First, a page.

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Old 03-13-2014, 06:04 AM   #11
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Join Date: Nov 2010
Location: Nova Scotia
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Great information. Thanks

2007 Jayflight 25RKS- SOLD
2011 Jayflight G2 31 RKS with aluminum wheels- SOLD
2004 Silverado 5.3L with Hypertech and Borla exhaust-SOLD
2011 Silverado LTZ 6.2L Max Tow Package
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Old 03-13-2014, 06:54 AM   #12
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Location: Charleston, SC
Posts: 9,372
Wheel bearing grease is wheel bearing grease-or is it?

Quick story: my new rig never had great brakes. After mucho headaches fretting between what the rv dealer and the tow vehicle dealer said, jayco agreed to pay them to inspect my brakes. Over a year

The brakes were contaminated with axle grease, rendering them ineffective. I never put a grease gun on the bearings. Both Dexter and Jayco stepped up and replaced all 4 brake assemblies.

No more brake problems.

2011 351RLTS Eagle, Mor/Ryde suspension & pin box
06 F350 Lariat PSD, SRW, LB, CC, EGR delete kit, 16K DrawTite hitch, Timbrens, TST TPMS

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Old 03-13-2014, 08:12 AM   #13
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It is my understanding that giving a few squirts of grease to the EZ-lube axles will result in old grease being expelled from the front of the spindle thereby keeping the grease "fresh." This is the purpose of the EZ-lube axle system. I also understand that overdoing it is worse than doing nothing at all because too much grease may be forced past the seal thereby ruining the brake shoes. Is this not correct? From what I have read it seems many people are afraid of taking advantage of the EZ-lube axle system because there are potential problems caused by overdoing it. If one follows directions and rotates the wheels while lubing and adding grease very slowly and sparingly I think blowing grease past the seal will probably be avoided. I had an EZ-lube axle on another trailer and never had a problem giving a a couple of squirts from time to time. If one doesn't see grease coming out of the spindle, then maybe one has a problem with grease blowing past the seal. If one has a bad seal then maybe finding this out is a good thing.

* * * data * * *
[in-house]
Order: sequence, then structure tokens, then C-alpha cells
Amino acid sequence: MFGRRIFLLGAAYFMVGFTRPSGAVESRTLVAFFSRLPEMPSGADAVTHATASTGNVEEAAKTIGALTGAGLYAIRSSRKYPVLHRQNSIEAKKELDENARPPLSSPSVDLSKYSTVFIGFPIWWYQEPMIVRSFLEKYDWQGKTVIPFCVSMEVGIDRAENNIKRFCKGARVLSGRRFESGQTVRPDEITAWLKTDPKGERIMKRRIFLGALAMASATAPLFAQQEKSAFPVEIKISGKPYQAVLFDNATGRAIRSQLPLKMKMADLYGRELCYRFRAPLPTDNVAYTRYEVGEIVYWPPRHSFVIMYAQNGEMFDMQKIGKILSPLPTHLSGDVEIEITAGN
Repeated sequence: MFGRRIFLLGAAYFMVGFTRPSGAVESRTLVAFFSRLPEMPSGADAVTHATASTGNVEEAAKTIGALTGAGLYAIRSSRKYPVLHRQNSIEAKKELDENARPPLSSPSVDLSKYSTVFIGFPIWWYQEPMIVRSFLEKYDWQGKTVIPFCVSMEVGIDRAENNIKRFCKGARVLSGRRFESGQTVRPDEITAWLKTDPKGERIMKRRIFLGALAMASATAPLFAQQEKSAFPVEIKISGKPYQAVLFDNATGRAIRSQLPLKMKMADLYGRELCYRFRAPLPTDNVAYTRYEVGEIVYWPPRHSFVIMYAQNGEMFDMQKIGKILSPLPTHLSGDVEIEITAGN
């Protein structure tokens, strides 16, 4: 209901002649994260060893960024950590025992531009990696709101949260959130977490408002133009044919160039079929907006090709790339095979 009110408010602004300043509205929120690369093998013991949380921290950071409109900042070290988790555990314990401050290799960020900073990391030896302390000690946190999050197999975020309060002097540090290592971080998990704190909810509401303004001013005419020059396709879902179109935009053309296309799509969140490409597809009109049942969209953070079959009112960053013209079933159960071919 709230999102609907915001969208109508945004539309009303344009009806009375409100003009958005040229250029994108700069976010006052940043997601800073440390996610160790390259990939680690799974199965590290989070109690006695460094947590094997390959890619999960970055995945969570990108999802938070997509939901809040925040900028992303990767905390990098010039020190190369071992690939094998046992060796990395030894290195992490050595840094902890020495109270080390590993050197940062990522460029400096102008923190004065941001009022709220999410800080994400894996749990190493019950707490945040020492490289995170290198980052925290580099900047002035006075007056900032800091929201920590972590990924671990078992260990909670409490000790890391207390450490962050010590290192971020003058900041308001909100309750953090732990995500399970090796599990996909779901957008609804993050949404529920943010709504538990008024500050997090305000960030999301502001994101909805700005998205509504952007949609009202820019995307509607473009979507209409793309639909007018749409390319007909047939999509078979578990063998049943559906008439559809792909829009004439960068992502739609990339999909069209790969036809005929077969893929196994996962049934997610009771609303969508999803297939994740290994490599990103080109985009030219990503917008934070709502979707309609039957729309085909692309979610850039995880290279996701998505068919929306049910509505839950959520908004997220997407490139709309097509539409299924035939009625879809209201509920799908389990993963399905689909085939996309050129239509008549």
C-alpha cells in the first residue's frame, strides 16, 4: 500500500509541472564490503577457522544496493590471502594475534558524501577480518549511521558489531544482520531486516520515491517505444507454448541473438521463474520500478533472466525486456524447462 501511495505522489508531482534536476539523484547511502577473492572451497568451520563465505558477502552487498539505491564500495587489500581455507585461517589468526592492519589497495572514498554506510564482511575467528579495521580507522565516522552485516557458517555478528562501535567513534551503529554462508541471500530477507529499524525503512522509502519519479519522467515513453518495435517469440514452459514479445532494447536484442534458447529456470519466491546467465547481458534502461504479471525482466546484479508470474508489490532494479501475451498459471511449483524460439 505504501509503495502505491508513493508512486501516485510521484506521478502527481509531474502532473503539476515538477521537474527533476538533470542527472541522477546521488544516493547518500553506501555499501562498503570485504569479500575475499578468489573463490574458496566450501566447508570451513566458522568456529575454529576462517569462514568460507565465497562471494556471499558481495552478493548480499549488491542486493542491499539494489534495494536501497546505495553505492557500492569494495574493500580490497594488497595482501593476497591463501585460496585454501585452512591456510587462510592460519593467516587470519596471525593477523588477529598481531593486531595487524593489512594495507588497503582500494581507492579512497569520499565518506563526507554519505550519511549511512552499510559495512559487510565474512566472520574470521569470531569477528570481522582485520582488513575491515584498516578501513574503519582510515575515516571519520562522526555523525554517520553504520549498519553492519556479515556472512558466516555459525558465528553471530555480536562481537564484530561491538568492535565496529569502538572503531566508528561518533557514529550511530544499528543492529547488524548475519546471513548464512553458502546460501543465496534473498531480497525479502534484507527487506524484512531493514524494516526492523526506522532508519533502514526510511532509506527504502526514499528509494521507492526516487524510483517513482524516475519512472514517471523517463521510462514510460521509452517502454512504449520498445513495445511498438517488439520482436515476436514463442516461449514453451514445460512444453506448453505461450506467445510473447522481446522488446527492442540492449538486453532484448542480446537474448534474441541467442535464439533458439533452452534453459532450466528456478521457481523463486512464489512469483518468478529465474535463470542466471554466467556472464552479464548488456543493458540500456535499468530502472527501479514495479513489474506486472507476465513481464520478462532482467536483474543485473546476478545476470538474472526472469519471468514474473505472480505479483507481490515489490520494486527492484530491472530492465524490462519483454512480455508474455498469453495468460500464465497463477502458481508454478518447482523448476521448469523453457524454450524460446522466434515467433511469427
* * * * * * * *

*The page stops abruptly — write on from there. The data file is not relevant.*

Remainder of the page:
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Old 03-13-2014, 08:40 AM   #14
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Every time I stop while towing I check the temperature of the hubs and tires. If one is running hotter than the others it may indicate a problem. I had all my bearings replaced before a 2k trip to Key West last Xmas. The tech also checked and adjusted the brakes. It seems that one brake was not adjusted correctly. I found this out 25 miles into the trip as one wheel/hub was very hot. I backed the brake off and solved my problem. Had I just assumed all was well and had not been in the habit of checking tire and hub temps when I stop I could have very well had a catastrophic failure. I had the bearings replaced as I had bought the trailer used and had no idea what state the bearing were in. The trailer was 7 years old and I figured if one was going to go to all the trouble to repack the bearings why not spend a few dollars more and just replace them. I keep the old bears as spares. BTW, the old bearings were fine.

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